From Subversion to Mercurial

I’ve been using the Subversion version control system during the last 2-3 years. Although a VCS has never been a top priority for me, it seems there is always room for version control. I ended up using it for almost everything, from simple to more complex scripts and even system configuration files in some cases. A few weeks ago I decided to switch to Mercurial. I had read about Mercurial for the first time in some mailing list messages written by Giorgos Keramidas and also in several posts about Mercurial on his blog, but it was only a few months ago when I started experimenting with it for real. Although I use many of its features, my general use of version control systems is rather basic, so do not expect any sophisticated reasons why I have decided to switch:

  1. It’s open-source software, written in Python. This is very important for me as there is not much room in my head right now for other programming languages.
  2. Easily extensible. If I ever need a special feature I will have the opportunity to implement it by writing a Python extension.
  3. I got rid of those .svn directories.
  4. I can use mod_wsgi and all its good features to provide repository access over HTTP/HTTPS.
  5. I find the concept of a “distributed version control system” to be real progress in the VCS area.

Truth is I will not stop using Subversion, but I will definitely choose Mercurial instead of SVN for any new project I start.

From Subversion to Mercurial by George Notaras is licensed under a Creative Commons Attribution-NonCommercial-ShareAlike 4.0 International License. Permissions beyond the scope of this license may be available at Licensing Information.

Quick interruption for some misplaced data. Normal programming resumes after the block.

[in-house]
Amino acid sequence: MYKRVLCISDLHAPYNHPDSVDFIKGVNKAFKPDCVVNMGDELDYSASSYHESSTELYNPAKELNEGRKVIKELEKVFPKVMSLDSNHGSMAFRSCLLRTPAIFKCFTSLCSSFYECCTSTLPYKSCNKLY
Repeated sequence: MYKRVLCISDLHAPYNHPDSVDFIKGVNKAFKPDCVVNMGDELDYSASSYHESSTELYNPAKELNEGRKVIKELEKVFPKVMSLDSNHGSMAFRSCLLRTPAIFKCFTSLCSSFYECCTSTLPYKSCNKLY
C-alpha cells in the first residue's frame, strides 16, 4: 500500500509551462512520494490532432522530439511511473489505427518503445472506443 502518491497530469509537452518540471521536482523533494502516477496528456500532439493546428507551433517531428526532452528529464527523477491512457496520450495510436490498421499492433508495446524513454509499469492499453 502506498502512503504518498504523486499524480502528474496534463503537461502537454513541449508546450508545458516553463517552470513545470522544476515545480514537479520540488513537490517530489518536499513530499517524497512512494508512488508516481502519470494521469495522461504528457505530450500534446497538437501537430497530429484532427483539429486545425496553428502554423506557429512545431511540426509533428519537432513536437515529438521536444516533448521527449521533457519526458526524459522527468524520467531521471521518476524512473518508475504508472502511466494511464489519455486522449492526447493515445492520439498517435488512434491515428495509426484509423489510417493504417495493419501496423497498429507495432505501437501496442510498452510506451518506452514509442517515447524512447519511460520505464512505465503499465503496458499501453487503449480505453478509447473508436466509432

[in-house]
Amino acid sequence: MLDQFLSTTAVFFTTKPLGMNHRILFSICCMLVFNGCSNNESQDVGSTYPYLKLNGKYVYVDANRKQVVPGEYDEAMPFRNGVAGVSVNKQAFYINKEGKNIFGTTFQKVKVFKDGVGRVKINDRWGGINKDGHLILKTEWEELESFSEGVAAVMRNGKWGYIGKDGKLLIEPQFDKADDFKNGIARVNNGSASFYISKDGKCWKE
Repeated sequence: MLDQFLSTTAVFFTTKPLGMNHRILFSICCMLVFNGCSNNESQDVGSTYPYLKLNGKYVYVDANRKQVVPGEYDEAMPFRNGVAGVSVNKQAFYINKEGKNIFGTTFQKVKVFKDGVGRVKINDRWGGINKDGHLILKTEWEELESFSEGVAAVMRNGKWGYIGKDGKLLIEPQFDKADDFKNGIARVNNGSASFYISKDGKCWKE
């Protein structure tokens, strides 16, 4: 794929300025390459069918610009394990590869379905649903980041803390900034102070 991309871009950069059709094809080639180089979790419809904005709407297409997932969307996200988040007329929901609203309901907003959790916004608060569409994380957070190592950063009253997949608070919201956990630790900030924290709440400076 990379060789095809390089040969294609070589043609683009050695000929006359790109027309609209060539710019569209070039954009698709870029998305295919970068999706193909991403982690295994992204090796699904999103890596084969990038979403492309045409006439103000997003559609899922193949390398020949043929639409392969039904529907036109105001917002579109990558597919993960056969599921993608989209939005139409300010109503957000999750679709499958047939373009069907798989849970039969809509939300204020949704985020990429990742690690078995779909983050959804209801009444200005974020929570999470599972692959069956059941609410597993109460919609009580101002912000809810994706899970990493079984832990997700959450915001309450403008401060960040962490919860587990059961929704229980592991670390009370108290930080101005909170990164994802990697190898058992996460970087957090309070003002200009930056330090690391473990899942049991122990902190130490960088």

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2 responses on “From Subversion to Mercurial

  1. Giorgos Keramidas Permalink →

    There’s always a place for systems like subversion, but I’m glad my posts about Mercurial convinced you to give it a try.

    Some of the good points are those I wrote about in my posts. Others, like being able to fit all of hg’s “model” in the short-term cache of my brain are less pronounced, but equally important.

    Have fun with hg. If you have questions about it email either me or the public list at

  2. George Notaras Post authorPermalink →

    Subversion is a great project and I respect it, especially after becoming an Apache Software Foundation project. I will continue using it.

    But, it is a fact that after using hg for a couple of personal projects, there was no subversion feature I missed. Mercurial is a batteries-included software and I highly appreciate this. I was excited about not having to install a 3rd party web-based frontend and also about the fact that I could use mod_wsgi daemon processes to isolate the code repositories from the rest of the web apps running on the web server. That was impossible with mod_dav_svn. It is such small practical things that make a difference to me.

    Finally, I’d like to thank you for sharing your knowledge and experiences :)